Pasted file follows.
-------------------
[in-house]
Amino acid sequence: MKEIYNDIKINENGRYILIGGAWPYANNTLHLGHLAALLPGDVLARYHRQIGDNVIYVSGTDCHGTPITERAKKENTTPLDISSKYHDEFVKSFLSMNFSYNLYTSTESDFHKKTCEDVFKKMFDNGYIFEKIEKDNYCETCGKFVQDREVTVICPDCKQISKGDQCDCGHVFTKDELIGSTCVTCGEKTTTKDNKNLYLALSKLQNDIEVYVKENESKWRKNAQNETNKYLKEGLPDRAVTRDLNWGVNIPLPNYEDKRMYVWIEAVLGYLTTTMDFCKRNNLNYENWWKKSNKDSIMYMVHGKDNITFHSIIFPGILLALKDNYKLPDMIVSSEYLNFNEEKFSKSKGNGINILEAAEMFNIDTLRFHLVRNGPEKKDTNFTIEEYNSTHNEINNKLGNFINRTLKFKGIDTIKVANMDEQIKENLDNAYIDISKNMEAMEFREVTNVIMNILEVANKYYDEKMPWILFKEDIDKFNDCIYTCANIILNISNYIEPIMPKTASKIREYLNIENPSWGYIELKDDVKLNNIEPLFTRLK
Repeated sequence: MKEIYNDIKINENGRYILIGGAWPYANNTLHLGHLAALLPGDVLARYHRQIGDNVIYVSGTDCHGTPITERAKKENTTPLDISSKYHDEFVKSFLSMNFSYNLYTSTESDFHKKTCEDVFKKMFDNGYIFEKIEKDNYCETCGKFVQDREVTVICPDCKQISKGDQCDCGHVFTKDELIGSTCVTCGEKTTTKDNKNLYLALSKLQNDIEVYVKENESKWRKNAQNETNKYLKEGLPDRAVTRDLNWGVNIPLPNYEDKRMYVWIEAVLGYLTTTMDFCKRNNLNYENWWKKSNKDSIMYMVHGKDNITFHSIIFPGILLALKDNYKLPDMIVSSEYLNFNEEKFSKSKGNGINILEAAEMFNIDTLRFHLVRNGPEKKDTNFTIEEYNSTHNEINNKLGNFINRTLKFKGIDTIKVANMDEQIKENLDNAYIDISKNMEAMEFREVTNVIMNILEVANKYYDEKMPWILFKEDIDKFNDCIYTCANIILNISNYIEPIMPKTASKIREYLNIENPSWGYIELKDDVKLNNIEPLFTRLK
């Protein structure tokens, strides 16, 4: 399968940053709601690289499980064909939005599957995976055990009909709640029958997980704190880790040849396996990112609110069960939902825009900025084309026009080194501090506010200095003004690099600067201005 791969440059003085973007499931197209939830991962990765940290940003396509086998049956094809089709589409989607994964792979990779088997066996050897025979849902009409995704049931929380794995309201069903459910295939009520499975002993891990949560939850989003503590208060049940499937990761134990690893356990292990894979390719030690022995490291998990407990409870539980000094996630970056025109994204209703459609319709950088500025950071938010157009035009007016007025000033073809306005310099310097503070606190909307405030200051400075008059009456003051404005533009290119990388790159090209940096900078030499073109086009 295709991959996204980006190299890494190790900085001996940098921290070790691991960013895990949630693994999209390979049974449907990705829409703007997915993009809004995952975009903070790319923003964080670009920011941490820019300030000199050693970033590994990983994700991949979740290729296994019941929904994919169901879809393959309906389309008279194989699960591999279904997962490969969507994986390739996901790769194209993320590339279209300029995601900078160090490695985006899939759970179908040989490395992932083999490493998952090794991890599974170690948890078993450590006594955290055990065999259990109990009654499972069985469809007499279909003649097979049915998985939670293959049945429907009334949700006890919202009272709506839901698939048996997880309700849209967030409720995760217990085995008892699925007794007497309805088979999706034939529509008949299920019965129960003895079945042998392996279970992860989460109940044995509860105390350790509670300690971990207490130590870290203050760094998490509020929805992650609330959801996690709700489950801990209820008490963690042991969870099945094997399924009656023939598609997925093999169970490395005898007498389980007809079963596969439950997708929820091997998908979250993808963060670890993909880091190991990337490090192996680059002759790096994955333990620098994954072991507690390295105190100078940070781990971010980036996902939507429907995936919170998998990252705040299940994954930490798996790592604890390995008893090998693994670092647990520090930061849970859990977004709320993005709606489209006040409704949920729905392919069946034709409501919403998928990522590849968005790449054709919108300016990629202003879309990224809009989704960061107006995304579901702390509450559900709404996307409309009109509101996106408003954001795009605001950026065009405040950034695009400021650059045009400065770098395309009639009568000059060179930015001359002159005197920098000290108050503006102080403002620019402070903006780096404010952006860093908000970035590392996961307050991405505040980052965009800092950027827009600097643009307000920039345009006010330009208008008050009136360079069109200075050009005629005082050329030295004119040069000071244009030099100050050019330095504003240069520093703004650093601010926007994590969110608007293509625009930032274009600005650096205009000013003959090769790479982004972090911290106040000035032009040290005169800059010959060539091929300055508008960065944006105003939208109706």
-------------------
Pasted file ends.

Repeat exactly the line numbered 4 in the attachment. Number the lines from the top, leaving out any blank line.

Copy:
């Protein structure tokens, strides 16, 4: 399968940053709601690289499980064909939005599957995976055990009909709640029958997980704190880790040849396996990112609110069960939902825009900025084309026009080194501090506010200095003004690099600067201005 791969440059003085973007499931197209939830991962990765940290940003396509086998049956094809089709589409989607994964792979990779088997066996050897025979849902009409995704049931929380794995309201069903459910295939009520499975002993891990949560939850989003503590208060049940499937990761134990690893356990292990894979390719030690022995490291998990407990409870539980000094996630970056025109994204209703459609319709950088500025950071938010157009035009007016007025000033073809306005310099310097503070606190909307405030200051400075008059009456003051404005533009290119990388790159090209940096900078030499073109086009 295709991959996204980006190299890494190790900085001996940098921290070790691991960013895990949630693994999209390979049974449907990705829409703007997915993009809004995952975009903070790319923003964080670009920011941490820019300030000199050693970033590994990983994700991949979740290729296994019941929904994919169901879809393959309906389309008279194989699960591999279904997962490969969507994986390739996901790769194209993320590339279209300029995601900078160090490695985006899939759970179908040989490395992932083999490493998952090794991890599974170690948890078993450590006594955290055990065999259990109990009654499972069985469809007499279909003649097979049915998985939670293959049945429907009334949700006890919202009272709506839901698939048996997880309700849209967030409720995760217990085995008892699925007794007497309805088979999706034939529509008949299920019965129960003895079945042998392996279970992860989460109940044995509860105390350790509670300690971990207490130590870290203050760094998490509020929805992650609330959801996690709700489950801990209820008490963690042991969870099945094997399924009656023939598609997925093999169970490395005898007498389980007809079963596969439950997708929820091997998908979250993808963060670890993909880091190991990337490090192996680059002759790096994955333990620098994954072991507690390295105190100078940070781990971010980036996902939507429907995936919170998998990252705040299940994954930490798996790592604890390995008893090998693994670092647990520090930061849970859990977004709320993005709606489209006040409704949920729905392919069946034709409501919403998928990522590849968005790449054709919108300016990629202003879309990224809009989704960061107006995304579901702390509450559900709404996307409309009109509101996106408003954001795009605001950026065009405040950034695009400021650059045009400065770098395309009639009568000059060179930015001359002159005197920098000290108050503006102080403002620019402070903006780096404010952006860093908000970035590392996961307050991405505040980052965009800092950027827009600097643009307000920039345009006010330009208008008050009136360079069109200075050009005629005082050329030295004119040069000071244009030099100050050019330095504003240069520093703004650093601010926007994590969110608007293509625009930032274009600005650096205009000013003959090769790479982004972090911290106040000035032009040290005169800059010959060539091929300055508008960065944006105003939208109706």